Some pundits are still trying to dismiss concerns about rising inequality as somehow foolish. But the truth is that the whole nature of our society is at stake.
As Regulators Pressed Changes, Corzine Pushed Back, and Won, by Azam Ahmed and Ben Protess, NY Times: Months before MF Global teetered on the brink, federal regulators were seeking to rein in the types of risky trades that contributed to the firm’s collapse. But they faced opposition from an influential opponent: Jon S. Corzine, the head of the then little-known brokerage firm.
As a former United States senator and a former governor of New Jersey, as well as the leader of Goldman Sachs in the 1990s, Mr. Corzine carried significant weight in the worlds of Washington and Wall Street. While other financial firms employed teams of lobbyists to fight the new regulation, MF Global’s chief executive in meetings over the last year personally pressed regulators to halt their plans.
The agency proposing the rule, the Commodity Futures Trading Commission, relented. Wall Street, which has been working to curb many financial regulations, won another battle.
Yet with ... $630 million in missing customer funds, Mr. Corzine’s effort may come back to haunt him.
The proposed rule would have restricted a complicated transaction that allowed MF Global in essence to borrow money from its own customers. ... While such financing is not unknown on Wall Street, it carries substantial risk. ... Regulators are now examining whether these transactions explain the missing money at MF Global. ...
- As Regulators Pressed, Corzine Pushed Back, and Won - NYTimes.com
- The legal scope of Fed purchases - JP Koning
- Does sports make your kids smarter? - Vox EU
- Washington Pre-Occupied - Robert Reich
- Technological Plateau or Promise? - Digitopoly
- Bernanke’s Take on Fed Communications - Real Time Economics
- Extreme Poverty Is Up, Brookings Report Finds - NYTimes.com
- Weekly Initial Unemployment Claims below 400,000 - Calculated Risk
- Calculating Poverty - NYTimes.com
- Inequality Trends In One Picture - Paul Krugman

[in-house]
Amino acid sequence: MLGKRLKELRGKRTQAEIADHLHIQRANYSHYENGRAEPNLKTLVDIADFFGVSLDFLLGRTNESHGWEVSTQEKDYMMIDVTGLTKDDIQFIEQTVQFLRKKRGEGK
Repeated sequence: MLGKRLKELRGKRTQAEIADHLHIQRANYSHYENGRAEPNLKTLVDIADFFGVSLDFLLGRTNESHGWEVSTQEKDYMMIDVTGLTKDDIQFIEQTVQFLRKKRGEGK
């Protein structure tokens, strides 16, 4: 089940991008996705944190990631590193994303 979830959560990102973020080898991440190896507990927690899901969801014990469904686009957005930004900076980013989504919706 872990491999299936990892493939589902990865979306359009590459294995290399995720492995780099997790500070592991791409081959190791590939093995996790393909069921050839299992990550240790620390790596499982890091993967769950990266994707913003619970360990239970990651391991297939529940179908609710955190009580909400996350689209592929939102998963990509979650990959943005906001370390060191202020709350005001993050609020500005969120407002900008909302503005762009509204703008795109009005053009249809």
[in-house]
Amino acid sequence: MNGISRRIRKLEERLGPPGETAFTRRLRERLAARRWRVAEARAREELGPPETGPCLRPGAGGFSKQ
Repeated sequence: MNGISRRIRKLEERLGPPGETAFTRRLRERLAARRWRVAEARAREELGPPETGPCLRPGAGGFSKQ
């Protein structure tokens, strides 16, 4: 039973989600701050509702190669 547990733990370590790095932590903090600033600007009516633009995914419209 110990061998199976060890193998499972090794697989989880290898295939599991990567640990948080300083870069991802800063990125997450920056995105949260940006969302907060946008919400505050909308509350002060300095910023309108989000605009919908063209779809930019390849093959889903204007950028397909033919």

- A Gravity Test for the Euro - Kenneth Rogoff
- Why we subsidise arts majors - The Economist
- Gender Gap on Wages Is Slow to Close - NYTimes.com
- Growing Economies, Stagnant Wages - NYTimes.com
- Exports in the Recovery - Econbrowser
Thursday, November 03, 2011
Quick Bites, by Tim Duy: So much news, so little time. A list of items crossing my screen over the last two days, in no particular order:
Greece referendum off, at least for today. Greece Prime Minister George Papandreou backtracked on his calls for referendum, much to the relief of market participants. I hesitate to think this story is over. The citizens of Greece might not react calmly to having democracy snatched back out of hand's reach. It is never easy to put the genie back inside the bottle.
The ECB cuts rates. Better late than never, I suppose. The surprise rate cut by the ECB is also credited with bolstering markets today. Given the worsening economic situation, we should expect more sooner than later. And note that with the benchmark rate at only 1.25%, the zero bound is clearly in sight. How do you say liquidity trap in German?
Red flags in the German data. Germany, the juggernaught of the European economy, looks to be under stress. The German Purchasing Managers Index crossed over into contrationary territory last month for the first time in two years, while German unemployment rose for the first time in two years. From Bloomberg: